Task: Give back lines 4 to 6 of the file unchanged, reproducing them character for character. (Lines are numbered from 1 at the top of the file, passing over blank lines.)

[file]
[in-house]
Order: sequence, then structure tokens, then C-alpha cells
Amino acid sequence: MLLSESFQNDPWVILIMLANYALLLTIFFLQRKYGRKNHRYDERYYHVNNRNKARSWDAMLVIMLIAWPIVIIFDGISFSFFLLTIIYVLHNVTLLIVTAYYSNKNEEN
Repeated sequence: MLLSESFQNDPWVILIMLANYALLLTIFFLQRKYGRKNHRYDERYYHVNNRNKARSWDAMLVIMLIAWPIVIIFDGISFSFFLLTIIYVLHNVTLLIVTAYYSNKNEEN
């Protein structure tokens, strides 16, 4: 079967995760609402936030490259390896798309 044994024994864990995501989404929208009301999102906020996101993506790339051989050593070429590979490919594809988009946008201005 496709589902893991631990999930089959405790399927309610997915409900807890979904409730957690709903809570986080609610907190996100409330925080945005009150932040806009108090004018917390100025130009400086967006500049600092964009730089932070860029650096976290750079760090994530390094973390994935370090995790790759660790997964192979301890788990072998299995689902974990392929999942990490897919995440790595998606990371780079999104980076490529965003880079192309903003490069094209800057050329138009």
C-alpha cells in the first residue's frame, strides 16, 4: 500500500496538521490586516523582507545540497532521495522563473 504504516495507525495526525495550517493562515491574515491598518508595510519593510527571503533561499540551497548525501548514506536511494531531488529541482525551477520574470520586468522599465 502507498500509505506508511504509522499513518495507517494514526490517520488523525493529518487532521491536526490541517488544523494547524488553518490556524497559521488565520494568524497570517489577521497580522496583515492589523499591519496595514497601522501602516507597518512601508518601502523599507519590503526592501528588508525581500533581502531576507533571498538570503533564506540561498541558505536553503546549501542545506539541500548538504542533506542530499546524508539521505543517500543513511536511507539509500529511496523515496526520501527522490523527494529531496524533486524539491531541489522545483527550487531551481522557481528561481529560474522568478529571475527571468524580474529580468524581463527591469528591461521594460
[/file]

Repeated sequence: MLLSESFQNDPWVILIMLANYALLLTIFFLQRKYGRKNHRYDERYYHVNNRNKARSWDAMLVIMLIAWPIVIIFDGISFSFFLLTIIYVLHNVTLLIVTAYYSNKNEEN
């Protein structure tokens, strides 16, 4: 079967995760609402936030490259390896798309 044994024994864990995501989404929208009301999102906020996101993506790339051989050593070429590979490919594809988009946008201005 496709589902893991631990999930089959405790399927309610997915409900807890979904409730957690709903809570986080609610907190996100409330925080945005009150932040806009108090004018917390100025130009400086967006500049600092964009730089932070860029650096976290750079760090994530390094973390994935370090995790790759660790997964192979301890788990072998299995689902974990392929999942990490897919995440790595998606990371780079999104980076490529965003880079192309903003490069094209800057050329138009």
C-alpha cells in the first residue's frame, strides 16, 4: 500500500496538521490586516523582507545540497532521495522563473 504504516495507525495526525495550517493562515491574515491598518508595510519593510527571503533561499540551497548525501548514506536511494531531488529541482525551477520574470520586468522599465 502507498500509505506508511504509522499513518495507517494514526490517520488523525493529518487532521491536526490541517488544523494547524488553518490556524497559521488565520494568524497570517489577521497580522496583515492589523499591519496595514497601522501602516507597518512601508518601502523599507519590503526592501528588508525581500533581502531576507533571498538570503533564506540561498541558505536553503546549501542545506539541500548538504542533506542530499546524508539521505543517500543513511536511507539509500529511496523515496526520501527522490523527494529531496524533486524539491531541489522545483527550487531551481522557481528561481529560474522568478529571475527571468524580474529580468524581463527591469528591461521594460